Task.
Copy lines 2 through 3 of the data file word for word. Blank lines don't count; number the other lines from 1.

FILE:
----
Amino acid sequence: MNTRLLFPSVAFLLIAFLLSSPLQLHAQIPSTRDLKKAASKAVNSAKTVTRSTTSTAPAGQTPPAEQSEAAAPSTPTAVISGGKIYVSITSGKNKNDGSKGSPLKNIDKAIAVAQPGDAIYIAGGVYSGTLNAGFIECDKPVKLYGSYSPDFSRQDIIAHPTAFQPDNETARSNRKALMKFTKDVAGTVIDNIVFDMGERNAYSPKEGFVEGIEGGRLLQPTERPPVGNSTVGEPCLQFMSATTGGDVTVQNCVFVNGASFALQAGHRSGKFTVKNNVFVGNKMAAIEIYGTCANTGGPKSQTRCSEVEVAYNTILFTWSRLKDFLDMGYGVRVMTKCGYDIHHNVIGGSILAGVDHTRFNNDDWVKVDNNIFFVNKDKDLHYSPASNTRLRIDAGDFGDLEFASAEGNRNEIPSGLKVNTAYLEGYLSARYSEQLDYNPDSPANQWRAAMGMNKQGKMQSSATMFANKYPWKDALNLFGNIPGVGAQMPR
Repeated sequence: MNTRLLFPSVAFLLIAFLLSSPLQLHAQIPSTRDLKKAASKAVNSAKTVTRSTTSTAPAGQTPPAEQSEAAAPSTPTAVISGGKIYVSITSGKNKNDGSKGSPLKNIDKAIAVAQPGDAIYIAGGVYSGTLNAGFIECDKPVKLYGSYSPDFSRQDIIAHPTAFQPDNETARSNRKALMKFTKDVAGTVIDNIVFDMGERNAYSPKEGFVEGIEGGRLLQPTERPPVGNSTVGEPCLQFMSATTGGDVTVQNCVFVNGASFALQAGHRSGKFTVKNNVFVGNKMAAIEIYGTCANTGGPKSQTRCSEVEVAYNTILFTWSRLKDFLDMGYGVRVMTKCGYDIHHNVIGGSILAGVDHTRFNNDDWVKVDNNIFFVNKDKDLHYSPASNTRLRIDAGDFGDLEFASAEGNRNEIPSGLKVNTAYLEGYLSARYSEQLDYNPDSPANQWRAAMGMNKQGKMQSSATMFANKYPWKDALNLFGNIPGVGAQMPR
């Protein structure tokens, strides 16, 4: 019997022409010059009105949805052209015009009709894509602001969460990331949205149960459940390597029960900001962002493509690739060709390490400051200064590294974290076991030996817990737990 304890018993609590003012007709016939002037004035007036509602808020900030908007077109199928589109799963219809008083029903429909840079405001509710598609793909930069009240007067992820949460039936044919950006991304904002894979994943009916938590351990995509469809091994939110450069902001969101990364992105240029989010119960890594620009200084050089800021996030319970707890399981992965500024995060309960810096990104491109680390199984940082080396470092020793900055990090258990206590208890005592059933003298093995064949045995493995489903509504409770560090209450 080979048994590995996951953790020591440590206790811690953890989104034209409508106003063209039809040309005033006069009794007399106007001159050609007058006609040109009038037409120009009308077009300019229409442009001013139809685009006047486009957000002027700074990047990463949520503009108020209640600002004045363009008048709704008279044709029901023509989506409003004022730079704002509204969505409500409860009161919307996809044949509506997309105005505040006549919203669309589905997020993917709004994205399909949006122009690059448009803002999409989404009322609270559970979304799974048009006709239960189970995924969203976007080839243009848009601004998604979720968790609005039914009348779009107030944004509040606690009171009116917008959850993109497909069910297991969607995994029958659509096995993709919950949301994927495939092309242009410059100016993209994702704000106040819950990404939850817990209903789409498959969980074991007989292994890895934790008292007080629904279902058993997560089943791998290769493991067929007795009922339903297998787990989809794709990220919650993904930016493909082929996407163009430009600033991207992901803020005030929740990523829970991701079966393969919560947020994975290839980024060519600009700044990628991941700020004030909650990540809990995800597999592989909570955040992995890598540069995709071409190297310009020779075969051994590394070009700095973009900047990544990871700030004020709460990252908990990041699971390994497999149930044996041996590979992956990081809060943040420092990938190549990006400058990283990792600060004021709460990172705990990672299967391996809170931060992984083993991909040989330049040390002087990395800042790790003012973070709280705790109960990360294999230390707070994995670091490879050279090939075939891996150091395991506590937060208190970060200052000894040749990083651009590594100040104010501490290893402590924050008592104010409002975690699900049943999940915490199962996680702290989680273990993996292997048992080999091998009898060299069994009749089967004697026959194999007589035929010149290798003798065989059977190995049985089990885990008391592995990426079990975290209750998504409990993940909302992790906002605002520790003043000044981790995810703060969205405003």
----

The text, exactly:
Repeated sequence: MNTRLLFPSVAFLLIAFLLSSPLQLHAQIPSTRDLKKAASKAVNSAKTVTRSTTSTAPAGQTPPAEQSEAAAPSTPTAVISGGKIYVSITSGKNKNDGSKGSPLKNIDKAIAVAQPGDAIYIAGGVYSGTLNAGFIECDKPVKLYGSYSPDFSRQDIIAHPTAFQPDNETARSNRKALMKFTKDVAGTVIDNIVFDMGERNAYSPKEGFVEGIEGGRLLQPTERPPVGNSTVGEPCLQFMSATTGGDVTVQNCVFVNGASFALQAGHRSGKFTVKNNVFVGNKMAAIEIYGTCANTGGPKSQTRCSEVEVAYNTILFTWSRLKDFLDMGYGVRVMTKCGYDIHHNVIGGSILAGVDHTRFNNDDWVKVDNNIFFVNKDKDLHYSPASNTRLRIDAGDFGDLEFASAEGNRNEIPSGLKVNTAYLEGYLSARYSEQLDYNPDSPANQWRAAMGMNKQGKMQSSATMFANKYPWKDALNLFGNIPGVGAQMPR
């Protein structure tokens, strides 16, 4: 019997022409010059009105949805052209015009009709894509602001969460990331949205149960459940390597029960900001962002493509690739060709390490400051200064590294974290076991030996817990737990 304890018993609590003012007709016939002037004035007036509602808020900030908007077109199928589109799963219809008083029903429909840079405001509710598609793909930069009240007067992820949460039936044919950006991304904002894979994943009916938590351990995509469809091994939110450069902001969101990364992105240029989010119960890594620009200084050089800021996030319970707890399981992965500024995060309960810096990104491109680390199984940082080396470092020793900055990090258990206590208890005592059933003298093995064949045995493995489903509504409770560090209450 080979048994590995996951953790020591440590206790811690953890989104034209409508106003063209039809040309005033006069009794007399106007001159050609007058006609040109009038037409120009009308077009300019229409442009001013139809685009006047486009957000002027700074990047990463949520503009108020209640600002004045363009008048709704008279044709029901023509989506409003004022730079704002509204969505409500409860009161919307996809044949509506997309105005505040006549919203669309589905997020993917709004994205399909949006122009690059448009803002999409989404009322609270559970979304799974048009006709239960189970995924969203976007080839243009848009601004998604979720968790609005039914009348779009107030944004509040606690009171009116917008959850993109497909069910297991969607995994029958659509096995993709919950949301994927495939092309242009410059100016993209994702704000106040819950990404939850817990209903789409498959969980074991007989292994890895934790008292007080629904279902058993997560089943791998290769493991067929007795009922339903297998787990989809794709990220919650993904930016493909082929996407163009430009600033991207992901803020005030929740990523829970991701079966393969919560947020994975290839980024060519600009700044990628991941700020004030909650990540809990995800597999592989909570955040992995890598540069995709071409190297310009020779075969051994590394070009700095973009900047990544990871700030004020709460990252908990990041699971390994497999149930044996041996590979992956990081809060943040420092990938190549990006400058990283990792600060004021709460990172705990990672299967391996809170931060992984083993991909040989330049040390002087990395800042790790003012973070709280705790109960990360294999230390707070994995670091490879050279090939075939891996150091395991506590937060208190970060200052000894040749990083651009590594100040104010501490290893402590924050008592104010409002975690699900049943999940915490199962996680702290989680273990993996292997048992080999091998009898060299069994009749089967004697026959194999007589035929010149290798003798065989059977190995049985089990885990008391592995990426079990975290209750998504409990993940909302992790906002605002520790003043000044981790995810703060969205405003």